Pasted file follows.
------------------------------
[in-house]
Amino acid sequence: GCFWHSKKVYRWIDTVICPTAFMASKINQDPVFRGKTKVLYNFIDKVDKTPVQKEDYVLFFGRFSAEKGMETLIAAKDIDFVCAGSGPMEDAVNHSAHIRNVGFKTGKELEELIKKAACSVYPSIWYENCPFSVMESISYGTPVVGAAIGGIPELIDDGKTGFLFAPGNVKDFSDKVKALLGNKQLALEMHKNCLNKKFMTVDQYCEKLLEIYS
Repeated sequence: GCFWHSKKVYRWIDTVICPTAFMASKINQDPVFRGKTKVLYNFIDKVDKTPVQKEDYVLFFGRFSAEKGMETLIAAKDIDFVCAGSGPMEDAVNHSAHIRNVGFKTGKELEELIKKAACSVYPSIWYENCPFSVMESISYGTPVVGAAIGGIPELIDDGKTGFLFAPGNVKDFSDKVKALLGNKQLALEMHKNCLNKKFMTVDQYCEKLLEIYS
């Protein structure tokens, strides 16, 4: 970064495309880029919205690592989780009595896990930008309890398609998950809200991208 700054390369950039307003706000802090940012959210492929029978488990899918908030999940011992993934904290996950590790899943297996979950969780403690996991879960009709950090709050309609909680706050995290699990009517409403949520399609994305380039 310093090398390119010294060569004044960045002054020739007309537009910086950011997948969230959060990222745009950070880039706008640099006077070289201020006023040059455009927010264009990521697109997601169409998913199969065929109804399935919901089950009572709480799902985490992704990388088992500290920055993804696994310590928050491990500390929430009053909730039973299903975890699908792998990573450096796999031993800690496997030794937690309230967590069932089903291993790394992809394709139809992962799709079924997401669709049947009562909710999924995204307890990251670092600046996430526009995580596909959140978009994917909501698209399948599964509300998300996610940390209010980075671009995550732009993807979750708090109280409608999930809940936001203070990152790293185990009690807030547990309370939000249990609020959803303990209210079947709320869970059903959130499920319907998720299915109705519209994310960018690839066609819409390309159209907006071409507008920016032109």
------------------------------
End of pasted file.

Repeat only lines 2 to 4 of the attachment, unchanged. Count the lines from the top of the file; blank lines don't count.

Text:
Amino acid sequence: GCFWHSKKVYRWIDTVICPTAFMASKINQDPVFRGKTKVLYNFIDKVDKTPVQKEDYVLFFGRFSAEKGMETLIAAKDIDFVCAGSGPMEDAVNHSAHIRNVGFKTGKELEELIKKAACSVYPSIWYENCPFSVMESISYGTPVVGAAIGGIPELIDDGKTGFLFAPGNVKDFSDKVKALLGNKQLALEMHKNCLNKKFMTVDQYCEKLLEIYS
Repeated sequence: GCFWHSKKVYRWIDTVICPTAFMASKINQDPVFRGKTKVLYNFIDKVDKTPVQKEDYVLFFGRFSAEKGMETLIAAKDIDFVCAGSGPMEDAVNHSAHIRNVGFKTGKELEELIKKAACSVYPSIWYENCPFSVMESISYGTPVVGAAIGGIPELIDDGKTGFLFAPGNVKDFSDKVKALLGNKQLALEMHKNCLNKKFMTVDQYCEKLLEIYS
């Protein structure tokens, strides 16, 4: 970064495309880029919205690592989780009595896990930008309890398609998950809200991208 700054390369950039307003706000802090940012959210492929029978488990899918908030999940011992993934904290996950590790899943297996979950969780403690996991879960009709950090709050309609909680706050995290699990009517409403949520399609994305380039 310093090398390119010294060569004044960045002054020739007309537009910086950011997948969230959060990222745009950070880039706008640099006077070289201020006023040059455009927010264009990521697109997601169409998913199969065929109804399935919901089950009572709480799902985490992704990388088992500290920055993804696994310590928050491990500390929430009053909730039973299903975890699908792998990573450096796999031993800690496997030794937690309230967590069932089903291993790394992809394709139809992962799709079924997401669709049947009562909710999924995204307890990251670092600046996430526009995580596909959140978009994917909501698209399948599964509300998300996610940390209010980075671009995550732009993807979750708090109280409608999930809940936001203070990152790293185990009690807030547990309370939000249990609020959803303990209210079947709320869970059903959130499920319907998720299915109705519209994310960018690839066609819409390309159209907006071409507008920016032109």